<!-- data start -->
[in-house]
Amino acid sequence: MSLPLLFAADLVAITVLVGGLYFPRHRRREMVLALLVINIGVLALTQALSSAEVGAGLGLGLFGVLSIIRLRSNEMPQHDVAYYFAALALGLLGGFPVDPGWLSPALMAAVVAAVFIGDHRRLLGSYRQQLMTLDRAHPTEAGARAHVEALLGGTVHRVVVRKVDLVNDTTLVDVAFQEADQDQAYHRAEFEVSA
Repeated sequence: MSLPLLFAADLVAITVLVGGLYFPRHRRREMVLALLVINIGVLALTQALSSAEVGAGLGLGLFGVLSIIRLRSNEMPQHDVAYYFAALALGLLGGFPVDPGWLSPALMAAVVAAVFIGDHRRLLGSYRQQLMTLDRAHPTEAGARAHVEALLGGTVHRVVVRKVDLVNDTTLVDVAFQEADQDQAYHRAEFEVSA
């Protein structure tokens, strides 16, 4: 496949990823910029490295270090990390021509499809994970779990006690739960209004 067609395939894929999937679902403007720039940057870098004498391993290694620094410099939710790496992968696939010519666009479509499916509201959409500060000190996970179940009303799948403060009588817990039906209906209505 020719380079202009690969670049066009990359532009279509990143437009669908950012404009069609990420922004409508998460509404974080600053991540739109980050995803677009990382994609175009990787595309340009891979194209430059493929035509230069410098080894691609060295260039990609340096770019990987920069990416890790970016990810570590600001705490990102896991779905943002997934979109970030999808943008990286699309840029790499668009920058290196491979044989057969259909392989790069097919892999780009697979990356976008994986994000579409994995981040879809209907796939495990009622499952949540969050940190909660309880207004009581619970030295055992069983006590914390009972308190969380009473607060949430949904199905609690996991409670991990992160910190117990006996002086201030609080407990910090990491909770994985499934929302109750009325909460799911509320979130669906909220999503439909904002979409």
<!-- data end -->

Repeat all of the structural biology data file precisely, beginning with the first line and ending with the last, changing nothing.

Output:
[in-house]
Amino acid sequence: MSLPLLFAADLVAITVLVGGLYFPRHRRREMVLALLVINIGVLALTQALSSAEVGAGLGLGLFGVLSIIRLRSNEMPQHDVAYYFAALALGLLGGFPVDPGWLSPALMAAVVAAVFIGDHRRLLGSYRQQLMTLDRAHPTEAGARAHVEALLGGTVHRVVVRKVDLVNDTTLVDVAFQEADQDQAYHRAEFEVSA
Repeated sequence: MSLPLLFAADLVAITVLVGGLYFPRHRRREMVLALLVINIGVLALTQALSSAEVGAGLGLGLFGVLSIIRLRSNEMPQHDVAYYFAALALGLLGGFPVDPGWLSPALMAAVVAAVFIGDHRRLLGSYRQQLMTLDRAHPTEAGARAHVEALLGGTVHRVVVRKVDLVNDTTLVDVAFQEADQDQAYHRAEFEVSA
């Protein structure tokens, strides 16, 4: 496949990823910029490295270090990390021509499809994970779990006690739960209004 067609395939894929999937679902403007720039940057870098004498391993290694620094410099939710790496992968696939010519666009479509499916509201959409500060000190996970179940009303799948403060009588817990039906209906209505 020719380079202009690969670049066009990359532009279509990143437009669908950012404009069609990420922004409508998460509404974080600053991540739109980050995803677009990382994609175009990787595309340009891979194209430059493929035509230069410098080894691609060295260039990609340096770019990987920069990416890790970016990810570590600001705490990102896991779905943002997934979109970030999808943008990286699309840029790499668009920058290196491979044989057969259909392989790069097919892999780009697979990356976008994986994000579409994995981040879809209907796939495990009622499952949540969050940190909660309880207004009581619970030295055992069983006590914390009972308190969380009473607060949430949904199905609690996991409670991990992160910190117990006996002086201030609080407990910090990491909770994985499934929302109750009325909460799911509320979130669906909220999503439909904002979409």